Fishermen bury the hatchet on dry land: Stephen Ward sees two sides coming together on Guernsey

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The Independent Online
GUERNSEY'S fishermen were sitting yesterday in the Green Cafe, under the shadow of the castle, confined to St Peter Port harbour not by the French this time but by an even older enemy, the weather.

Paradoxically, Monday's invasion of St Peter Port by dozens of French fishing boats, greeted initially with resentment and anger, has moved them to a grudging respect.

'It was an impressive show of solidarity,' Bill Ogier, president of the Guernsey Fishermen's Association, said. 'You wouldn't get that sort of solidarity here, or in England.'

To an outsider, it is easier to see what the two sides have in common. They both take to sea, many single-handed, in small boats, well-maintained but ancient beneath the fresh paint.

Their working week is governed by the tides, and they virtually all sell to the French who appreciate spider crabs, lobster and other expensive shellfish more than the average Briton.

The fishermen only get about a quarter of the price charged in the shops, maybe a tenth of the price in a restaurant. On both sides the boats are owned by the skippers, who share the proceeds of the catch between the crews of up to five on the Guernsey side, more on the French. If there is no catch, no one gets paid.

Over the past five years they have shared the same difficulty. The recession means fish prices have not risen, while costs have. The only way to keep pace is to catch more fish, and there is only the same amount in the sea. That is the underlying cause of the tension.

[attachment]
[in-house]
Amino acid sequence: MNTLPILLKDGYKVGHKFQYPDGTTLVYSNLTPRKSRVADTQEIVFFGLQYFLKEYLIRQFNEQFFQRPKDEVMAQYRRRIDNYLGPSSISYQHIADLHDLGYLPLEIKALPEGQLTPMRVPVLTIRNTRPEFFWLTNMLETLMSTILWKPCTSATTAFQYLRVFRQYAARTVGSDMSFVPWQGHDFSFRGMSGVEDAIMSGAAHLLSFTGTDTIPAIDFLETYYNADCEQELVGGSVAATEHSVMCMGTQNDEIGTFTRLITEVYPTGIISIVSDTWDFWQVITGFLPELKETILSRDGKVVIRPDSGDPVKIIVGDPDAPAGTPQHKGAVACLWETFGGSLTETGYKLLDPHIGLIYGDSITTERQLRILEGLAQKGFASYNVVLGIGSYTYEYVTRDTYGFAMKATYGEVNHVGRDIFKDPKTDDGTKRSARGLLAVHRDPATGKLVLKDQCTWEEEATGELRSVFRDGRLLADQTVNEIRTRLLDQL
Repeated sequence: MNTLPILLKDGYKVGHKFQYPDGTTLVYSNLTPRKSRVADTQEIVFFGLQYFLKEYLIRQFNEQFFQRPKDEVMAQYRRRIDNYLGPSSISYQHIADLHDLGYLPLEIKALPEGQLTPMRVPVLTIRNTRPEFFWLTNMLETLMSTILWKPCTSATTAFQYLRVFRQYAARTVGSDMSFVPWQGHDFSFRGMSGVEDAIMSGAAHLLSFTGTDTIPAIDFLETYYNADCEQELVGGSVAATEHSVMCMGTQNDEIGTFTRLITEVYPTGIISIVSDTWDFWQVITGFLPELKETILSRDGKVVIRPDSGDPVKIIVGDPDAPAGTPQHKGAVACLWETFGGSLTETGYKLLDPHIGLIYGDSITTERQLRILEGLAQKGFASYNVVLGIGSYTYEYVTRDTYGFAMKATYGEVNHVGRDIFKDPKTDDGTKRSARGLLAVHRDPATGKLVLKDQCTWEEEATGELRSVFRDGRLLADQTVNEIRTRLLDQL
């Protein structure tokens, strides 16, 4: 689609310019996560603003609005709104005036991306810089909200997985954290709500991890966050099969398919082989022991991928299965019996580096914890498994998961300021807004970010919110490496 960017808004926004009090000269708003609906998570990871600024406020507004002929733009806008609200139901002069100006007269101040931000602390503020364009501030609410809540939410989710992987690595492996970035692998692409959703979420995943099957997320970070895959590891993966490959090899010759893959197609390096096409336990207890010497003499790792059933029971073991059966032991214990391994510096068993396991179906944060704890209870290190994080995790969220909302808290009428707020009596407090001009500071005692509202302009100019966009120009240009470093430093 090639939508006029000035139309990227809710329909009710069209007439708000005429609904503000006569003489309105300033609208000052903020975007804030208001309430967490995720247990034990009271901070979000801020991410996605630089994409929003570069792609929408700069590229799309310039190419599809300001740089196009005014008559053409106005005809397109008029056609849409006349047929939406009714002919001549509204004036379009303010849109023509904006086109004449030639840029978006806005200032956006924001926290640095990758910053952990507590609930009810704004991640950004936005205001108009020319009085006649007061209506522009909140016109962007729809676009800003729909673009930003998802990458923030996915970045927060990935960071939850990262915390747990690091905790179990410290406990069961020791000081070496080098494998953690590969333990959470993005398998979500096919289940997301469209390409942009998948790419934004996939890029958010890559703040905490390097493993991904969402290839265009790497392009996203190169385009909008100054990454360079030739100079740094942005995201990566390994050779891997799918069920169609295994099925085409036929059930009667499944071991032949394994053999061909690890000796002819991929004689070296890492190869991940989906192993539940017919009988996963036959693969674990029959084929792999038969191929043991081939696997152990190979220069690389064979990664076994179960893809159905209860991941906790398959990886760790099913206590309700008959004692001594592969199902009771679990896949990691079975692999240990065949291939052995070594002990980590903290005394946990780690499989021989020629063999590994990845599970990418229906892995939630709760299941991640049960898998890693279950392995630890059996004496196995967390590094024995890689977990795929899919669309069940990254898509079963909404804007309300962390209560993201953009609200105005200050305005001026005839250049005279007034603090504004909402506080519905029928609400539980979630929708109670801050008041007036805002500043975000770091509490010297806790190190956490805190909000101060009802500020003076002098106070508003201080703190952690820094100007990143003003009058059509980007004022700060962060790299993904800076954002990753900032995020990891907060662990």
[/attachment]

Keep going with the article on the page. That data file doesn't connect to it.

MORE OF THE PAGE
The French claimed that, whether or not this was intended, the agreement between Britain and France last September had meant their catches went down by two-thirds. Neither side will hint at their take-home pay per week, per year or per voyage.

When they met late on Monday night, the leaders of the 150 Guernseymen seemed to recognise for the first time the common ground between the two sides. Before the talks, they had been nodding vigorously as Mr Ogier talked about the French needing a 'shot across the bows' from the Royal Navy.

After the meeting, both sides were talking about dislike of politicians and bureaucrats, 'men in suits and ties who work in offices'. The problem they have is that it is the agreements between men in ties that have legal force.

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